The 13 diversified exploration and production companies we’ve been tracking would have posted second-quarter 2017 pre-tax operating profits of more than $4.8 billion — $1.1 billion more than their profits in the first quarter — if ConocoPhillips, the largest of the 13, hadn’t taken a $6.3 billion write-down in the value of the company’s crude oil and natural gas assets and registered a nearly $2.8 billion second-quarter loss as a result. With an outlier radically skewing the group’s numbers, it’s best to put our baker’s dozen diversified E&Ps into two baskets — one for the 12 that didn’t take any significant impairments and the other for the lone E&P that took a huge one — and analyze each basket separately. Which is what we do in today’s blog.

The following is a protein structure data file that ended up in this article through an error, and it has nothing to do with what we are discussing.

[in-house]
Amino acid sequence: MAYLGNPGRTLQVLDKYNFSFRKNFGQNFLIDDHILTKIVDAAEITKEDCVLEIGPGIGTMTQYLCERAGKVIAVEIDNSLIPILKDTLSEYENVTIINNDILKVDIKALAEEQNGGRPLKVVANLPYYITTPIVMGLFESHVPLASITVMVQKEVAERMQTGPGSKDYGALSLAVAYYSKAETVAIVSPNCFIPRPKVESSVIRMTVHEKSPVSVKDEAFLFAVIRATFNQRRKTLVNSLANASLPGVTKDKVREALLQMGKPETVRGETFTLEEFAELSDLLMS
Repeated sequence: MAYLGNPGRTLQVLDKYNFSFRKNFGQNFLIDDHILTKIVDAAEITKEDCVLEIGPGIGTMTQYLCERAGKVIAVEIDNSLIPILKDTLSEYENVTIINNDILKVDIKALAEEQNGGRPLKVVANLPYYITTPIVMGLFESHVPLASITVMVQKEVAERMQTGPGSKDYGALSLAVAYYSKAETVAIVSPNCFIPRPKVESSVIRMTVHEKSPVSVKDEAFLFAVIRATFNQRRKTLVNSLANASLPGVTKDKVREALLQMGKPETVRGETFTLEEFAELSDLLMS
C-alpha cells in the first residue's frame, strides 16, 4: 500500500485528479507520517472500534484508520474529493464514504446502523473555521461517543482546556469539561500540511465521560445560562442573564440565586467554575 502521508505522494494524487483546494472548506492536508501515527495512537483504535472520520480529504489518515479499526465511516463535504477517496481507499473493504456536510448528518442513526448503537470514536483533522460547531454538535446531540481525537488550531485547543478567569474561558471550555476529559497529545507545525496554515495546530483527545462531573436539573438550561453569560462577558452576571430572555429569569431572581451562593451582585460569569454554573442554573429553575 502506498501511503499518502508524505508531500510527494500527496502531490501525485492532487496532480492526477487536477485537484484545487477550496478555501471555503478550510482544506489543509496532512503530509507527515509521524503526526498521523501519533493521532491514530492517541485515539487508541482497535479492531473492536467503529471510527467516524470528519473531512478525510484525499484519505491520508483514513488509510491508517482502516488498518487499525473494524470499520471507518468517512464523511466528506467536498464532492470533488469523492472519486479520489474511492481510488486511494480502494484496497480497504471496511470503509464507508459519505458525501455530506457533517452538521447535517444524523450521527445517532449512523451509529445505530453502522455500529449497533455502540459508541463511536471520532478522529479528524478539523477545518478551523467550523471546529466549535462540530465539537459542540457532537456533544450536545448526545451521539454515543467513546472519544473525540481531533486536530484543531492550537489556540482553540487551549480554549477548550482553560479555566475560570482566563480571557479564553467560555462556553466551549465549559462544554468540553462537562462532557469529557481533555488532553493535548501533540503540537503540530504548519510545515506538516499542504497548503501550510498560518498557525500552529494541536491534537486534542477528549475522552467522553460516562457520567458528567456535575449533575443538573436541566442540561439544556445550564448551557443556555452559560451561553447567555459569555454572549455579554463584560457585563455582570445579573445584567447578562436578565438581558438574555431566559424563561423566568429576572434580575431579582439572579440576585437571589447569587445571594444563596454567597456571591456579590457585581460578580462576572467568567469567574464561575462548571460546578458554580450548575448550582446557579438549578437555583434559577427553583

This is Part 3 of our update of the 43 U.S. E&Ps we have been tracking based on second-quarter results. A couple of weeks ago we drilled down into the diminution of financial results of our 43-company universe in Roller Coaster. Next, we zeroed in on the 21 companies that make up the Oil-Weighted Peer Group in Down Bound Train. Today, we analyze the second-quarter results of the 13 companies that make up the Diversified Peer Group.
But first, a few words about Yao Ming. By the time Ming — the former star center for the Houston Rockets — was in third grade, he was 5 feet 7 inches tall, a foot and a half taller than the average eight-year-old boy. He grew to 7 feet 6 inches, which made him the tallest living man in Texas. [El Paso’s Jack Earle (1906-52), who Ringling Brothers circus marketed as “the tallest man in the world,” was at least a half-inch taller, and some say he topped 8 feet — see photo below.]